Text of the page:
Several lawn weeds produce seeds attached to fuzzy parachutes. In fact, according to the Wayne's Word site maintained by Palomar College, these parachutes are a major reason why these plants become invasive and annoying enough to earn the designation of weeds. Parachute seeds travel so well on the wind that some have even crossed mountain ranges. In your lawn, their ability to scatter in large numbers means that one weed can quickly become 100.
The fuzzy seeds that afflict your lawn most often come from a special type of flower called a composite flower. A single composite flower -- a family which includes familiar turf weeds like the dandelion -- actually consists of hundreds of tiny flowers supported by a single receptacle. As naturalist Jim Conrad of Backyard Nature explains, rather than a single plant making only a few seeds, each tiny flower produces its own seed, explaining the reproductive success of some lawn weeds. Often, fuzzy parachutes form to carry the seed away from the parent plant.
According to the University of Missouri Extension, dandelions are one of the most common and problematic weeds of turf grass. Other fuzzy-seeded lawn weeds -- such as catsear and salsify -- closely resemble dandelions and exhibit similar invasive potential. Many species of thistles produce fuzzy seeds and can establish by the hundreds in your lawn and garden.
Before you can begin treating a weed problem in your lawn, you should correctly identify the weed, according to the University of Missouri Extension. Treatments often work best for only a particular weed, and treating a weed you can't identify could mean that you are wasting time and money and possibly using harmful chemicals that won't solve the problem. Your local extension office can help with identifying lawn weeds.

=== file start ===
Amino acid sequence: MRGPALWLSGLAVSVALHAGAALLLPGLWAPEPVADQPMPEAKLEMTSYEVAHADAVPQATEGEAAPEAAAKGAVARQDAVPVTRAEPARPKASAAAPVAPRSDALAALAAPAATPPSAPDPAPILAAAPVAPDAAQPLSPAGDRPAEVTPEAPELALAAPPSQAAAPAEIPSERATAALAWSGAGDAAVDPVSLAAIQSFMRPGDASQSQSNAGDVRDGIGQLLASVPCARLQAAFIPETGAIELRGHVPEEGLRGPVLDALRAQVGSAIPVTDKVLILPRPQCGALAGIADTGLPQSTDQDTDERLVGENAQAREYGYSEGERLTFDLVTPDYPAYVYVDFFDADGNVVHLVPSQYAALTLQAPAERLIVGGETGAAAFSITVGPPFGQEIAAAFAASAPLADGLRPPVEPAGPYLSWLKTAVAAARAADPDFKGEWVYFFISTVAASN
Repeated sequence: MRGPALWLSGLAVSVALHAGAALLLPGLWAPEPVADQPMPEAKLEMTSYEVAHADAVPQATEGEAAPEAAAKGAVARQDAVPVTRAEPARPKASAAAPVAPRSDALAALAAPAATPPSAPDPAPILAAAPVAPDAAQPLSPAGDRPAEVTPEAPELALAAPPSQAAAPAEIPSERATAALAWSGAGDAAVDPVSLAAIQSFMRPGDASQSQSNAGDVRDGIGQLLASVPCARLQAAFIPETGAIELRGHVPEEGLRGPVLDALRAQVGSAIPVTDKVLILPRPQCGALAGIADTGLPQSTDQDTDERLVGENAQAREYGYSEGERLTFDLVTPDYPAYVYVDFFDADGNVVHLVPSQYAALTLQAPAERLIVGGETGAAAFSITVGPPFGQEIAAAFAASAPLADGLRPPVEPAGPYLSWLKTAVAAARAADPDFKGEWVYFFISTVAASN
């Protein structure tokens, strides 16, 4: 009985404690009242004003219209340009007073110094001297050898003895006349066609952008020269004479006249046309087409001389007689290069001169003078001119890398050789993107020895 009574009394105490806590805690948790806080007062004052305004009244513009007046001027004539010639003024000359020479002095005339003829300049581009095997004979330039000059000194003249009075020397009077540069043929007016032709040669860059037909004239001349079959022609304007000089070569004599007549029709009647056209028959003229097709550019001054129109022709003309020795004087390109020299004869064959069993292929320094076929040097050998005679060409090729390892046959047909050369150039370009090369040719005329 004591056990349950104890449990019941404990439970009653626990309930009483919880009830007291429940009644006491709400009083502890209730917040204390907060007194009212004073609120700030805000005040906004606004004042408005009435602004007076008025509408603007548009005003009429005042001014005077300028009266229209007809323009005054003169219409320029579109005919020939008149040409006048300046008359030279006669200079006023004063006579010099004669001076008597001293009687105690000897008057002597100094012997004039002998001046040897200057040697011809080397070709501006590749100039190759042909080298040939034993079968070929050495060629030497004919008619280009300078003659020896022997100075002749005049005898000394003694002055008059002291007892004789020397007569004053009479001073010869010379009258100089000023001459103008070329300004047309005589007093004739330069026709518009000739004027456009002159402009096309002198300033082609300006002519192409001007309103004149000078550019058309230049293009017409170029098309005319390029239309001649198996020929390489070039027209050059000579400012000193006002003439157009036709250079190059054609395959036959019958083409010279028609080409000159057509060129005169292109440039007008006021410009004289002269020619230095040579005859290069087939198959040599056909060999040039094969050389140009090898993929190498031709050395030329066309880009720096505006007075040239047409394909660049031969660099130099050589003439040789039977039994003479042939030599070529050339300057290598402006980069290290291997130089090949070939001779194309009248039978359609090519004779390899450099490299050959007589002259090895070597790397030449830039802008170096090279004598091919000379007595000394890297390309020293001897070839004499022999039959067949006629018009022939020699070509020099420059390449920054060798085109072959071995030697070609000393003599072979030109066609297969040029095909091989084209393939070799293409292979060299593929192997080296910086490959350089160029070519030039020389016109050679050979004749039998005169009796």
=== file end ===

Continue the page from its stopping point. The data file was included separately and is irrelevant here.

Chemical herbicides exist for controlling weeds like thistle and dandelion but, according to Ed Billingsley of the University of Illinois Extension, controlling weeds in your yard needn't come to chemical warfare. You can remove the weeds by pulling or digging them up, taking care to remove as much of the taproot as possible. Raising the height of your mower to let grass grow longer makes it better able to compete with the weeds. Whatever you do, don't let the weeds produce those fuzzy seeds, which can turn an isolated problem into a lawn overrun with fuzzy weeds.
Some weeds, such as certain species of thistle, are so invasive and destructive that they are deemed noxious by state and federal governments. Law often requires homeowners to control outbreaks of these weeds when they occur, according to the University of Missouri Extension.
- Palomar College -- Wayne's Word: Wind Dispersal of Seeds
- University of Illinois Extension: Dandelion Control
- University of Missouri Extension: Dandelion (Taraxacum officinale)
- Washington State Noxious Weed Control Board: Common Catsear
- University of Missouri Extension: Thistles and Thistle-Like Plants of Missouri
- Backyard Nature: Composite Flowers
- The Identification of Weeds in Indiana
- Kill Crab Grass Before Overseeding
- Small-Leaf Lawn Weeds
- Kill Sedge Grass
- Identify Small Weeds With Tiny Blue Flowers in Lawns
- Herbicides for Crabgrass
- Removing Crabgrass From a Zoysia Lawn
- Kill Creeping Charlie Without Weed Killer
- The Best Grass Seed for Full Sun
- Propagate Lupine
- Identify Lawn Weed With Small Purple Flowers
- Common Lawn Weeds in Texas